These Baltic Townhomes at Rivers Edge recently hit the market, aiming to provide a unique green living experience for folks in the New England area. Located in Manchester, New Hampshire, roughly 45 minutes from Boston, the four-unit project is the first American project by developer Super Bebris of Latvia, which uses a proprietary system of timber and steel construction.
Perhaps you read a recent article in the NY Times on portable shelters. In the article, Jim Robbins discusses the relief housing efforts of a few organizations and companies that I've noticed over the years. These houses, often prefabricated and flat-packed, typically assemble in a short amount of time with simple, available tools. Check out these three home designs below and, if you're aware of any similar endeavors, feel free to share a link below.
Hufft Projects and Make Studios just announced this contemporary green showhouse in planning for the Roanoke neighborhood of Kansas City, Missouri. The house was designed to standout and blend in at the same time. Cantilevered overhangs and clean lines captivate, while brick and ornamental iron work match elements of other homes in the area.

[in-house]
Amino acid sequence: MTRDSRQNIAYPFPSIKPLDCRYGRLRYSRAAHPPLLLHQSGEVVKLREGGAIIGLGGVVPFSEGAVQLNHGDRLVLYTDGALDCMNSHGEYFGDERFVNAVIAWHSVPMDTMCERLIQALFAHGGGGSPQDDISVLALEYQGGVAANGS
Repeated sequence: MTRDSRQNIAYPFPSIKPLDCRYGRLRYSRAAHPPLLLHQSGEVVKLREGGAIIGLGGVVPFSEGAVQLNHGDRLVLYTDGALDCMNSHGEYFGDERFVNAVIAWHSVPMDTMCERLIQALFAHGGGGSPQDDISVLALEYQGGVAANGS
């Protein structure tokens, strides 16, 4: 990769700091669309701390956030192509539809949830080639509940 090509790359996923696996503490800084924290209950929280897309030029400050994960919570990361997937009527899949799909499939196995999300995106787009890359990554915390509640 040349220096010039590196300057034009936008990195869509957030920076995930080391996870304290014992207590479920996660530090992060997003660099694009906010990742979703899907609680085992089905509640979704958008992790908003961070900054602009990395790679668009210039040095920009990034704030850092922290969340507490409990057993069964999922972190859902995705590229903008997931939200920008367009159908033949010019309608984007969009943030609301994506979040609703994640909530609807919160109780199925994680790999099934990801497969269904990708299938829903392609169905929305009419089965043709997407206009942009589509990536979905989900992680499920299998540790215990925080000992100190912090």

This is a newly constructed contemporary home in Winter Park, Florida. It was designed for a family of four by John Drake of Green Apple Architecture and has 2,988 square feet, as well as terraces, courtyard spaces, and cozy family gathering areas. As a certified green home, it’s also a good example of the kind of home that can be built with proper planning, a decent budget, and the right team.
Generally speaking, traditional construction can be inefficient and wasteful, while prefab construction can be non-local and expensive. Somewhere in between, you might imagine, is a potential sweet spot where homes can be built in a smart, green, approachable, and modern way. That’s what a Portland team is trying to do with Minimalist+ and their new SiteFab building process.
This is the first Passive House certified new house on the West Coast (joining a California remodel in the Pacific Coast certification club). The traditional home, located in Salem, Oregon, was built with a number of green materials by Bilyeu Homes, Inc. It's also airtight, ultra-insulated, and very energy efficient — as are other Passive Houses we've discussed in Utah, Kansas, and Louisiana.